Three Terrace Whiskey Jack archers head to B.C. Winter Games this weekend, and say they are nervous but excited to compete, make friends, and learn.
“It feels good [to be able to go to Winter Games] but I think I’ll be nervous,” said Craig Durando, one of the three archers selected to go.
“I’ve never shot in front of people like that before.”
Durando has been with the Whiskey Jacks since Grade 3, six years ago, and said his interest in the sport was peaked as a little boy when he watched his neighbour Jaco Fourie, club president, shooting in his backyard across the street.
“I was just watching out of my window, and then one day I had enough money and went out and bought my own [bow]. I went over and he showed me how [to shoot],” Durando said.
“I just thought shooting things would be fun,” he said of what drew him to the sport, adding that now he likes improving his shots and being able to shoot farther.
At Winter Games, Durando said he is most looking forward to the chance to make new friends and meet people who share his interest in archery.
Kailey Halvorsen, who is also going to the games, said the same.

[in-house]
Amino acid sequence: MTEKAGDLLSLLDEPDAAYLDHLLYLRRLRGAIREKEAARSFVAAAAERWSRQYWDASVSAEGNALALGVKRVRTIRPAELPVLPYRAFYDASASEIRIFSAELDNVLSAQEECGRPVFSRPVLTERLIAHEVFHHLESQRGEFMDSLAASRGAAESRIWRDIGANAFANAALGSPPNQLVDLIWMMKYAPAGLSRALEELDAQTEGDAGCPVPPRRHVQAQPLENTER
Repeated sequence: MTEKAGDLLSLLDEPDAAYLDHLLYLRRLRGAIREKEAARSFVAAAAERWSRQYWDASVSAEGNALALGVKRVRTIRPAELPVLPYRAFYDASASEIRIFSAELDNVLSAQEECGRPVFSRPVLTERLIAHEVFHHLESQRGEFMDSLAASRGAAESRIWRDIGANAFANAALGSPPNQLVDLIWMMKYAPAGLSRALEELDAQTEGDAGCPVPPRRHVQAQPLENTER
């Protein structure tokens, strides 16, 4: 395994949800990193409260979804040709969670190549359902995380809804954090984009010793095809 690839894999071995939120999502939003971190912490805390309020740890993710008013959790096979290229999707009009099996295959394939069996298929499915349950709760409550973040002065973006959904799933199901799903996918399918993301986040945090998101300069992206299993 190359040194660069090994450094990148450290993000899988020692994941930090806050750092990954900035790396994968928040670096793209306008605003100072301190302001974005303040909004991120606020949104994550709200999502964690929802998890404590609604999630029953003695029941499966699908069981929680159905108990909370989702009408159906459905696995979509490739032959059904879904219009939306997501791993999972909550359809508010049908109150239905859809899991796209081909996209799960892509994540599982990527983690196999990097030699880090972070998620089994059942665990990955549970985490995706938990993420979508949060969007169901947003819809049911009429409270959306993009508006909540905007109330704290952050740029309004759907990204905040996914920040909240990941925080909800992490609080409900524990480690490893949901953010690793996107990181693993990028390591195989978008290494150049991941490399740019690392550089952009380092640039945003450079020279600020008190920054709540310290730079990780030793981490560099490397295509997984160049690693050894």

“[I like] meeting new people who are doing the same thing I am doing, and learning from them,” she said.
“I like to see how I do against other people,” she added of competition.
“It’s nerve wracking, but I’m excited… It’s fun as long as you ignore the anxiety and just do your best,” she said.
Halvorsen joined the Whiskey Jacks three years ago after her sister picked it up and got the family interested.
“It seemed like a fun sport… I like how it’s technical, it gets you going,” she said. “I enjoy learning different things about my bow and knowing the different things.”
The other special part of the sport is how it has involved her whole family, and become something they do together as a family, she said.
Hannah Stewart is the third Terrace archer going, and said it was family that got her involved in the sport as well, with her dad prompting her to try a summer archery camp four years ago.
“I went and fell in love,” she said, adding that she first joined the Prince Rupert Eagle Eye Archers, and last year moved and joined the Terrace Whiskey Jacks. She says she enjoys the concentration of archery and knowing how to use a bow so she can hunt if needed.
Of Winter Games, Stewart said she especially looks forward to the archery itself at the games, since she loves the sport.
“I’m a bit excited, a bit nervous,” she said.
The Terrace archers were selected to represent the northwest zone with two archers from Prince Rupert and one from Prince George.
Assistant coach Norm Halvorsen said they have been putting in extra practices to arm themselves for the games in Penticton Feb. 25-27.
He said the quality of an archer’s bow makes a big difference, but the key is calm and steady concentration.
“Everybody is a little different. It’s a matter of keeping calm, so you are not jumpy. You find that spot where you are comfortable so you can let that arrow go and it’s consistent,” he said. With that as their aim, archers will shoot 10 ends (rounds) with three arrows at targets 18 metres away.